Catcher, a former Cherokee Nation Treasurer, met with the Congressional Committee on Governmental Operations on Dec. 4 and said the Nation has an opportunity to build its credit by seeking the loan. “I recommended the $10 million (loan) because it’s a good way to get your foot into the credit market and still accomplish what we’re trying to do here which is complete phase one.”

During her five-year Treasurer tenure with the Cherokee Nation, Catcher helped the tribe obtain financing for building three health clinics, according to her resume. Catcher and the appointed team responsible for those projects issued $30 million in tax-exempt bonds to fund constructing two clinics and expansion of another. In 2010 the Cherokee Nation obtained $24 million in financing to build a third clinic through a bank-qualified tax-exempt loan.

Catcher said the resolution authorizes the Executive Branch to obtain quotes and information on the loan options and noted the Congress will need to approve any sovereign immunity waiver on the loan from a financial lending institution. She also recommended the Congress commit an appropriation or additional lending for the remaining cost of phase one’s construction (estimated at $22,774,146) before approving the loan.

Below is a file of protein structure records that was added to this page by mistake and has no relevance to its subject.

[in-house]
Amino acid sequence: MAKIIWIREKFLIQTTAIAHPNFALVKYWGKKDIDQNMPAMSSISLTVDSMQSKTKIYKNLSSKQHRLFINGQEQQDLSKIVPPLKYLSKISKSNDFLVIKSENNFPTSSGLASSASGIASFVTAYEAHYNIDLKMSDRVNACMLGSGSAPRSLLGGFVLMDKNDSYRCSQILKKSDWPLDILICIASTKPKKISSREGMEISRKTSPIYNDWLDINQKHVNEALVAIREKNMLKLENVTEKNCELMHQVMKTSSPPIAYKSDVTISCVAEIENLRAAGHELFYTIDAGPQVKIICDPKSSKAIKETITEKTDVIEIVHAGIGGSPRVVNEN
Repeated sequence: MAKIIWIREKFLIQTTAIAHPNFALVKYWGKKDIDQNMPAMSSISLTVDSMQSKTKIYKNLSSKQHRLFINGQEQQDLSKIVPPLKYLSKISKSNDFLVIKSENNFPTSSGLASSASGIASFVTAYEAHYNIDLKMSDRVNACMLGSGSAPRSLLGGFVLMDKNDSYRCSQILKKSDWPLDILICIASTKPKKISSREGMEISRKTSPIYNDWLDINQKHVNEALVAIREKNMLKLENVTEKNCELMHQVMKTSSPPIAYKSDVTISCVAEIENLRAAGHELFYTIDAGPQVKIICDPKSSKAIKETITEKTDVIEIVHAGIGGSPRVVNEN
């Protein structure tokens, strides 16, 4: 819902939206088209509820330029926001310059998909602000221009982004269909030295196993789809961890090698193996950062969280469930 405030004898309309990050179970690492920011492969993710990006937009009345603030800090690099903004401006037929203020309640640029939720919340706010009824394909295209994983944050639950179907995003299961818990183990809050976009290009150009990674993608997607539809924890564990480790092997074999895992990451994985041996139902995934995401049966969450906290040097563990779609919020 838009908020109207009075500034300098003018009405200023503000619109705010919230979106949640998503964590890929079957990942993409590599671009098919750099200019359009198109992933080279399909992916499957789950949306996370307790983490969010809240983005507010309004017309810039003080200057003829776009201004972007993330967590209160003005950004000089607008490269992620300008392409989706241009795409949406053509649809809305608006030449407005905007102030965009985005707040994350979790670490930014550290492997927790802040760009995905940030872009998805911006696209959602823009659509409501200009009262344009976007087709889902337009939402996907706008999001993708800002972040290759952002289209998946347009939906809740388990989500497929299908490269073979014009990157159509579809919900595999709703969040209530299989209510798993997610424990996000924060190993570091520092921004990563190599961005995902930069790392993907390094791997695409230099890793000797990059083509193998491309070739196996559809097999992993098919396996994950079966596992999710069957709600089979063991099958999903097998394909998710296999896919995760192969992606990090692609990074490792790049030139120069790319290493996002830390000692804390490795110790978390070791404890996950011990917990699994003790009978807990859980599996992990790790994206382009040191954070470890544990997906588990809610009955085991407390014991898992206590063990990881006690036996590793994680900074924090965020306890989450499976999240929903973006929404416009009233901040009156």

Bruce Cass, director of the Nation’s Tribal Development and Land Acquisition Department, said construction on phase one will take two years to complete once construction starts.

The Nation’s treasury balance is approximately $50 million and some Congress members believe the Nation should pay for the phase one construction out of pocket versus borrowing the money.

Congresswoman Shannon Edwards said she preferred the Nation pay for the construction and questioned how the Nation would repay the loan. Catcher responded: “Part of the debt service, in my opinion, could come from earnings on the treasury reserve plus we’re currently spending about $3 million a year on maintenance and buying older buildings to meet our space needs. We’ve got people in buildings all over Pawhuska and those people could be paying into space costs, space pool which is a method of allocating the costs of maintenance to all the programs.”

It’s unknown if the space costs and treasury interest would entirely cover the remainder of the construction costs, but Catcher said, “it’s been my experience that it contributes quite a bit.” Catcher also added Congress would need to issue a yearly appropriation for debt service for the loan.